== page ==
Here, There and Everywhere – Russ Meyer’s ‘Mondo Topless’ (1966)

20 Oct

Russ Meyer‘s Mondo Topless is proof of two things. One, if you were ever unsure that the director had a breast fetish then this is the film for you, approximately sixty minutes of breasts and not a lot else. Two, that it is actually quite possible to get bored with boobs. Yes indeed.

Meyer’s vision of San Francisco sits perfectly with his ideal woman…

The premise of Mondo Topless is incredibly simple. Cashing in on the ‘mondo’ documentary craze that was common through the 1960s and 70s, Meyer made his own documentary focusing on breasts (what else?) and exotic dancers and models that he had come to know through his career. It wasn’t easy. The year before Meyer had released Faster Pussycat! Kill! Kill! which tanked commercially and made Meyer and his producer wife Eve little money. Scraping together $12,000 and shooting over five days, they filmed footage for the final feature. In 1963 Meyer had travelled to Europe to shoot footage for a documentary called Europe in the Raw! and recycled some of that into what would become Mondo Topless. Opening with a typical Meyer montage of the city of San Francisco, complete with a commentary full of innuendo, Meyer makes his intentions known from the outset; ‘Situated on precipitous peaks above yawning canyons… Precariously perched and poised on the tip of a peninsula’. After a few shots of strip joints and the reassurance that the topless craze is everywhere in 1960s America, Meyer introduces us to his girls and their assets. And boy do some of them have assets.

 The dancer with the hippy-chick vibe, Sin Lenee

First up is Pat Barringer, aka Pat Barrington, a platinum blonde topless dancer who also appeared in a handful of sexploitation pictures throughout the 60s. Second is Darlene Grey, the only girl from Britain in the picture and possibly Meyer’s bustiest find (a whopping 36H bra size). Go Go dancers Sin Lenee and Darla Paris show their frenetic moves in the forest, whilst Diane Young tries to bury herself in the sand with her energetic routine. Donna X, aka Trena Lamar who also appeared in earlier Meyer flick Wild Gals of the Naked West (1962), gets slow and sexy in a motel room and Babette Bardot (‘French and Swedish, fifty-fifty where it counts!’), star of Meyer’s 1967 feature Common Law Cabin, drives around San Francisco nude and dances to a passing train. Add a handful of performers from Europe (dances by performers Veronique Gabriel and Gigi La Touche were inserted from aforementioned Europe in the Raw!) and a few others from America and you’ve got your cast, dancing and jiggling their way across your screen.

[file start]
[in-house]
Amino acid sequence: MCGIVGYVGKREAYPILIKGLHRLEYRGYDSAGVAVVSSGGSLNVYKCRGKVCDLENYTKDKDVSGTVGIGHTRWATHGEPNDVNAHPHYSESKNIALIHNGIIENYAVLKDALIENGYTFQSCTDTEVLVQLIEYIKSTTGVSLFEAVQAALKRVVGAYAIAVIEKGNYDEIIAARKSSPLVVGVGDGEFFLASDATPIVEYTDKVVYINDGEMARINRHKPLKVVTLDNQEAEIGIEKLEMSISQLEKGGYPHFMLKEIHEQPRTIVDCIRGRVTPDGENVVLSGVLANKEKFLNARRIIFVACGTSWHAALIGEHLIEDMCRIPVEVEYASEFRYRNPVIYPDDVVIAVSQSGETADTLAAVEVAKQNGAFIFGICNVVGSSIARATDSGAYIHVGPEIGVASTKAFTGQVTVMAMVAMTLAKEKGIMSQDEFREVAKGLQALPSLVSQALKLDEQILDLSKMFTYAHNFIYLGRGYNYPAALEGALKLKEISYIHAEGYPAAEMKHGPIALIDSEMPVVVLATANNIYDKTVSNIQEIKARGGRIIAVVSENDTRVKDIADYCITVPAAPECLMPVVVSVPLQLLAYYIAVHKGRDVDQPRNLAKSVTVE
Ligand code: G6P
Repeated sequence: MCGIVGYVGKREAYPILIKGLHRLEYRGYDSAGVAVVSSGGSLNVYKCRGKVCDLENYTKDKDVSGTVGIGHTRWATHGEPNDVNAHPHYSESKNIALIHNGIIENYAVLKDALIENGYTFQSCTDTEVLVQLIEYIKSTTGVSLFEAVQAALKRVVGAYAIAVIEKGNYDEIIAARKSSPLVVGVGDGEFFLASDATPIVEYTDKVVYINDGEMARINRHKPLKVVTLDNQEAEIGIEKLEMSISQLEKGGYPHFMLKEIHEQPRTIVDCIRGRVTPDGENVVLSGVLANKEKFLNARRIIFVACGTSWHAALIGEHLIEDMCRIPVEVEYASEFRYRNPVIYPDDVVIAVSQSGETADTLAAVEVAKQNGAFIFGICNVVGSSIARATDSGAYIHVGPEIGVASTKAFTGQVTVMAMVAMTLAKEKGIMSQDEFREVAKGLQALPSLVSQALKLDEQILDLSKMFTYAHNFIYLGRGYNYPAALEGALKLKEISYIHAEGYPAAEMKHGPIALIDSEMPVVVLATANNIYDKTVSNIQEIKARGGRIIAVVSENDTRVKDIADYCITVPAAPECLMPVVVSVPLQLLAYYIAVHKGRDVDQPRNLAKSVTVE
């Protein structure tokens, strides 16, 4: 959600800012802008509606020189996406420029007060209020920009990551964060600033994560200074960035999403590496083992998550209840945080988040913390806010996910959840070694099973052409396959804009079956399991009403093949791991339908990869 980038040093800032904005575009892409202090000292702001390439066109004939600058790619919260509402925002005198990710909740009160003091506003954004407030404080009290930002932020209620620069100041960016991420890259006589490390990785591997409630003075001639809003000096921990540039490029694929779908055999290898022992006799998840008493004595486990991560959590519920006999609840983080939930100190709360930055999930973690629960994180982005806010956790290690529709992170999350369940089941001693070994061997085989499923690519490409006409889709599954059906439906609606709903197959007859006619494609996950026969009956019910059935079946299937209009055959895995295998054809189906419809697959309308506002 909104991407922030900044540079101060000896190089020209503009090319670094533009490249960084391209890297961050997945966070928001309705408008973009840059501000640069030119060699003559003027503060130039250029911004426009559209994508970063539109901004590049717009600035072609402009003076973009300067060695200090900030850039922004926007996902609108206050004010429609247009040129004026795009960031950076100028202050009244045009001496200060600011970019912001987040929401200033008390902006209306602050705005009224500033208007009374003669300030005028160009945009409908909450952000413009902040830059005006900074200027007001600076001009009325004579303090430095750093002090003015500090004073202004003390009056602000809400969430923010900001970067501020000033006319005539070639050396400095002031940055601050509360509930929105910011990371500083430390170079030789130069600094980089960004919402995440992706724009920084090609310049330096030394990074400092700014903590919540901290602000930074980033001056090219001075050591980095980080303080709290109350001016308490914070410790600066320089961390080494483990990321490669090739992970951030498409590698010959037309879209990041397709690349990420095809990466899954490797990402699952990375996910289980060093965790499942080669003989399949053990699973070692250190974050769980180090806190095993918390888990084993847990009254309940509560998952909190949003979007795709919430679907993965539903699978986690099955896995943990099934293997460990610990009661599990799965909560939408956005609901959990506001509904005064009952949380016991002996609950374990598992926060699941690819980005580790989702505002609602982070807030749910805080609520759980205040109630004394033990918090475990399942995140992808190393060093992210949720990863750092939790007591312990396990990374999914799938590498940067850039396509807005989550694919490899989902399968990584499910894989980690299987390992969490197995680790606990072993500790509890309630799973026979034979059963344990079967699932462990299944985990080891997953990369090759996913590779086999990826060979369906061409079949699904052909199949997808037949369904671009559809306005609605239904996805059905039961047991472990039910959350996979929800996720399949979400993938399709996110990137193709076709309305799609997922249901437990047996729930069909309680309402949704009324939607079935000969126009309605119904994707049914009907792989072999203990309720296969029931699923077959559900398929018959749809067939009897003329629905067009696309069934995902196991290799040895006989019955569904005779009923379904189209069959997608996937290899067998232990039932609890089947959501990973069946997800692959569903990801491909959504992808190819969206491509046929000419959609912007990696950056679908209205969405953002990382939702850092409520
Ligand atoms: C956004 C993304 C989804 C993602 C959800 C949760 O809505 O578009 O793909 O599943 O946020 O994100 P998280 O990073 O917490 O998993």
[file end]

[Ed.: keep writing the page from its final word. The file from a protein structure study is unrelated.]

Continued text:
Pat Barringer taking it low… I’m sure Lady Gaga saw this film in her early days, it’s just too obvious…

That is essentially it for the whole film, a group of women dancing and showing off the routines they would perform for men in strip joints and bars. Except that Meyer takes this one step further and adds an audio commentary by each girl over their performance, giving insights into their individual personalities, minds and attitudes towards their work, bodies and life. What began as a soundtrack of question and answer sessions between Meyer and his subjects was eventually dropped for the comments by the dancers themselves. The result is a bunch of random comments, some tedious, others unintentionally hilarious (‘Colour makes me feel sex’ is a great one-liner), juxtaposed with the images of the topless dancers, making for some rather odd moments. Judging by the bust of a few of the ladies and the manner of the film, you’d expect comments on their breasts, how difficult it is to buy swimsuits or find a bra the right size; ‘I didn’t really need to wear a bra ’til I was half way through junior high school. It all came late but it was there boy! No denying it!’. But much of the comments reflect the time in which the film was made, with defense cases made against their careers, what they think of feminism, their hopes for having future families and their opinions on the sexual revolution. As ‘insightful’ as it is, at the end of the day it all feels a little weird. After all, you don’t normally go and watch strippers or exotic dancers hoping to hear them speak…